When the chips are down, how often do we hear leaders, whether in sport, politics or business, admit responsibility and shoulder the blame? Not that often.

But, last week, following a defeat away to Ajax (which could be the final nail in the Champions League coffin for money-clad Manchester City), Roberto Mancini, did just that, with the words: “They played better than us. It was probably my fault because I prepared badly for this game, I didn’t prepare the players and I’m at fault for the defeat.

There are a multitude of reasons why leaders react in certain ways following defeat, but taking the blame is, more often than not, an opportunity seized to take the heat off the team that he or she is leading. And, in this case I certainly believe that was Mancini’s intention.

With another crucial Premier League game at the weekend, was he taking on the tricky questions and the media spotlight to help his team prepare for the next game? Being an ex-player himself, he has had to deal with the pressure of endless competitive games, so was he using his experience to support the team around him?

Emotionally intelligent?

His reaction was immediate, he didn’t give the circling vultures (also known as journalists) the chance to even get to his players – he absorbed the impact and protected his team. It showed a level of Emotional Intelligence on the part of Mancini, as he appeared to effectively manage and control his own emotions in order to motivate and support the rest of his team.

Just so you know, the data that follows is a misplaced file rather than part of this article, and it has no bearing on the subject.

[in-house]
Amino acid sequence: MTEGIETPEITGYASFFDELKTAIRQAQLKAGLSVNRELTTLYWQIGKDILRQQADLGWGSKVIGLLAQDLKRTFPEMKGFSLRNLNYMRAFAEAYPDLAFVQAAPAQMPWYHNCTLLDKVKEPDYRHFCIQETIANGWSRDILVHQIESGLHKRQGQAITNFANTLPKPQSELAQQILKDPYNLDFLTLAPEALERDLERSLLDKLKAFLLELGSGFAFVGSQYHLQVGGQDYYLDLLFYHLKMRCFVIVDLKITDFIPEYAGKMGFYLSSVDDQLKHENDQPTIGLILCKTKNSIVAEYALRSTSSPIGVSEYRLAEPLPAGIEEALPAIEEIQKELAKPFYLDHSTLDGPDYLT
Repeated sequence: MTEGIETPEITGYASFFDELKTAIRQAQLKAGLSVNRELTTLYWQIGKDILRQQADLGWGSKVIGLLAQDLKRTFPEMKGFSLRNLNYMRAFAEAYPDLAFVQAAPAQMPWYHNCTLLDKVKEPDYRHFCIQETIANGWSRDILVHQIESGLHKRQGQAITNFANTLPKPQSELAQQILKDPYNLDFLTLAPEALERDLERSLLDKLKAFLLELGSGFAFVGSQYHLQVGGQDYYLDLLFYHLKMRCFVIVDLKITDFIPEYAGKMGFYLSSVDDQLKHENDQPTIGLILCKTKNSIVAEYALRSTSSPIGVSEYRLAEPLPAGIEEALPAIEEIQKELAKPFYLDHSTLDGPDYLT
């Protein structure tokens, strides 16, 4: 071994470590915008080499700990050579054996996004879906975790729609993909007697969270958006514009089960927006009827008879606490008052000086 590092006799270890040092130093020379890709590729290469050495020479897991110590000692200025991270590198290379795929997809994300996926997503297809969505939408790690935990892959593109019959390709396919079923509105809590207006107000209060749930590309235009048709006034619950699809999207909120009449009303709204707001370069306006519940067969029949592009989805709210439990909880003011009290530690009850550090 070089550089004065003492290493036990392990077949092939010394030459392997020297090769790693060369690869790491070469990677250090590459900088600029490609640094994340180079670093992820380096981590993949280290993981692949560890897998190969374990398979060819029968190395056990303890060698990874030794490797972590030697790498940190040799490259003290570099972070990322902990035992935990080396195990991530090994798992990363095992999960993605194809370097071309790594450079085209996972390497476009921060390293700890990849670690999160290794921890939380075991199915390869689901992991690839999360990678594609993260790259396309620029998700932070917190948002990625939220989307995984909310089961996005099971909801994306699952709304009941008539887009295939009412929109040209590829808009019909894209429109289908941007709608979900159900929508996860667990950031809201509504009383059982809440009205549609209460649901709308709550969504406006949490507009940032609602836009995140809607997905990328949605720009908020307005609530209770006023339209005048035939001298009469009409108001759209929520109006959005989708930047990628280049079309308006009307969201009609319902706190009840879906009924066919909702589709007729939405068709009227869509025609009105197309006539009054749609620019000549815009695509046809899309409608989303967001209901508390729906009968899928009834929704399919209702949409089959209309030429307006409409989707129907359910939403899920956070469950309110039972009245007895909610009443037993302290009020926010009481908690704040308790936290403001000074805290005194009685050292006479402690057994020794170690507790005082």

For me, this one act highlighted just how much Emotional Intelligence is lacking in modern day leaders.

Once again, how often do we see leaders doing this? In recent times bank chiefs have stuck their heads above the parapets during periods of turbulence? Have police heads come out and apologised for the Hillsborough disaster? Who at the BBC will take responsibility for current revelations? The ramifications of accepting blame might be quite different in these instance to that of Mancini’s, but the act of shouldering blame is the same.

Authenticity

There is a ‘but’, however, that should be duly noted. Because, for Mancini’s act to be truly effective it has to be sincere, without ego and without any ‘ifs’ or ‘buts’ or excuses. This is the case with any leaders who look to accept the blame for a mistake that could be apportioned across a team, department or business. Authenticity is absolutely vital.

Was Mancini truly effective?

If you examine his language, the City manager does accept responsibility – he says as much in interviews. Yet he also concedes that the team had chances, and so dilutes his own responsibility in a flash. By saying the team had chances was he blaming his players?

As a leader, do you consider yourself to be emotionally intelligent? Do you understand and appreciate the power of language and the impact it can have on those you work with?

Colin Graves
Director at executive coaching company, Iridium Consulting.

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